‘Nice and Fresh’ curated show series gains popularity in Northwest Philly

 Brian Ratcliffe and Isa St. Clair. (Alaina Mabaso/for NewsWorks)

Brian Ratcliffe and Isa St. Clair. (Alaina Mabaso/for NewsWorks)

On Friday night, Mt. Airy couple Josh McIlvain and Deborah Crocker continued what is quickly becoming a popular event in the Northwest, with the first “Nice and Fresh” installment of 2015 at the Philadelphia School of Circus Arts in Germantown.


The “Nice and Fresh” series, now in its second season, is a program of McIlvain and Crocker’s own company, SmokeyScout Productions, founded in 2008. In December, they brought a two-night run of pop-up theater, dance and circus performance to Moving Arts of Mt. Airy. Their latest show, on Jan. 30 and 31, offered five short world-premiere pieces, including Crocker’s “Nice and Fresh” performance debut.

“The audience thing has picked up,” Crocker told NewsWorks after the show. The series started small, but it’s drawing a bigger crowd each time as locals make a habit of picking up the $7 tickets.

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For his part, McIlvain curates the artists who are invited to appear in the show, but not their work.

Whatever they decide to bring on opening night is as fresh to McIlvain as it is the audience.

Last week’s participants included the all-female circus-theater company Tangle Movement Arts, which presented two pieces: “Unwind/Rewind” (performed and created by Lauren Rile Smith) and “Touch” (choreographed by Lee Thompson and performed by Thompson, Smith, and Caitlin Donaghy).

They included strong, sensuous and contemplative movement in dance and various aerial arts from the three daring and accomplished acrobats. 

Murmuration Theater debuted “Looks Like Everyone Has Left,” in which a trio of young adults grapples with an inability to come to terms with the finer points of adulthood. Miles (Brian Ratcliffe) and Felicia (Isa St. Clair) turn a darkened server room at the office into their own Shyamalan-esque fantasy scape, where they patrol the perimeter in the face of howling winds and ominous roars.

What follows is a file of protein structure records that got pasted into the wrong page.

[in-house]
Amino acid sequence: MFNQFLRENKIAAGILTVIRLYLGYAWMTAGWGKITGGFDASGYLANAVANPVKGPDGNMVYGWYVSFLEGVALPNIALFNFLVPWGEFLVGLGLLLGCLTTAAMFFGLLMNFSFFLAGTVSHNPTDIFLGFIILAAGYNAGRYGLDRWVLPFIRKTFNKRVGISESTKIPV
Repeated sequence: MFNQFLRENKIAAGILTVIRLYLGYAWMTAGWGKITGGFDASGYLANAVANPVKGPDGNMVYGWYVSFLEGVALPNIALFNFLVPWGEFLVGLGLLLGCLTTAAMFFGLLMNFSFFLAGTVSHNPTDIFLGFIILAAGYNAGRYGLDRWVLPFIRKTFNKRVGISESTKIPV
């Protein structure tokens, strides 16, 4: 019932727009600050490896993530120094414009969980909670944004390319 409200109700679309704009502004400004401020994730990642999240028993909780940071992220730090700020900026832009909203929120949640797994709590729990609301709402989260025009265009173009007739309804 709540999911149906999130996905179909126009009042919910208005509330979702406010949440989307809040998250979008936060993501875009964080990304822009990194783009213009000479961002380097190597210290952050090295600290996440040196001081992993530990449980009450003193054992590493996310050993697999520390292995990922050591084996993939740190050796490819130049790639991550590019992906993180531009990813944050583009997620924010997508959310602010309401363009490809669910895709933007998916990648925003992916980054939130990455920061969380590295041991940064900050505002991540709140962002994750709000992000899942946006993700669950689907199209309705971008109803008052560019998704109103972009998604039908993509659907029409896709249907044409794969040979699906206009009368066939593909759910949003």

The expense reports can wait.

Written by Jessie Bear and directed by Craig Getting, and also starring Nell Bang-Jensen, the short play explored the problems of childhood collections, and the way these externalized remnants can become an embarrassingly tangible part of your personality. This can bring “a very real layer of shame” when you’re ready to move on, or, even worse, you’re not.

Melissa Krodman’s “Sunny Days” with Sea-Side Simon was an aggressively surreal solo performance, part hospital-ward monologue, part exuberant homage to “gay 1990’s dancing,” complete with pajamas, two wigs, electric blue leggings, a gold-sequined bra and high-heeled lace-up platforms to match.

Christine Sanchez, who came from Chestnut Hill for the show, said it was all very “avant-garde,” but that’s not a bad thing.

A new short play written and directed by McIlvain, “The Beauty of the Program Is,” wrapped up the show. Lampooning America’s motivational speakers and authors, it was a solo performance by Crocker, playing a “leader whose specialty is leadership,” with a slight Sun Tzu and Machiavelli obsession.

Crocker was a professional dancer before earning her master’s in arts administration, and now she works at the Miquon School. She’s been helping to mount the “Nice and Fresh” shows from behind the scenes since they got started, but it was her first time onstage in one, and her first time being directed by her husband.

“I wasn’t sure how it would go,” she said of their living-room rehearsals after she got the script about a month ago. But it turned out to be “so much fun.”

“Nice and Fresh” fans can look out for the next show on Feb. 27 and 28 at Moving Arts of Mt. Airy at Greene Street and Carpenter Lane.

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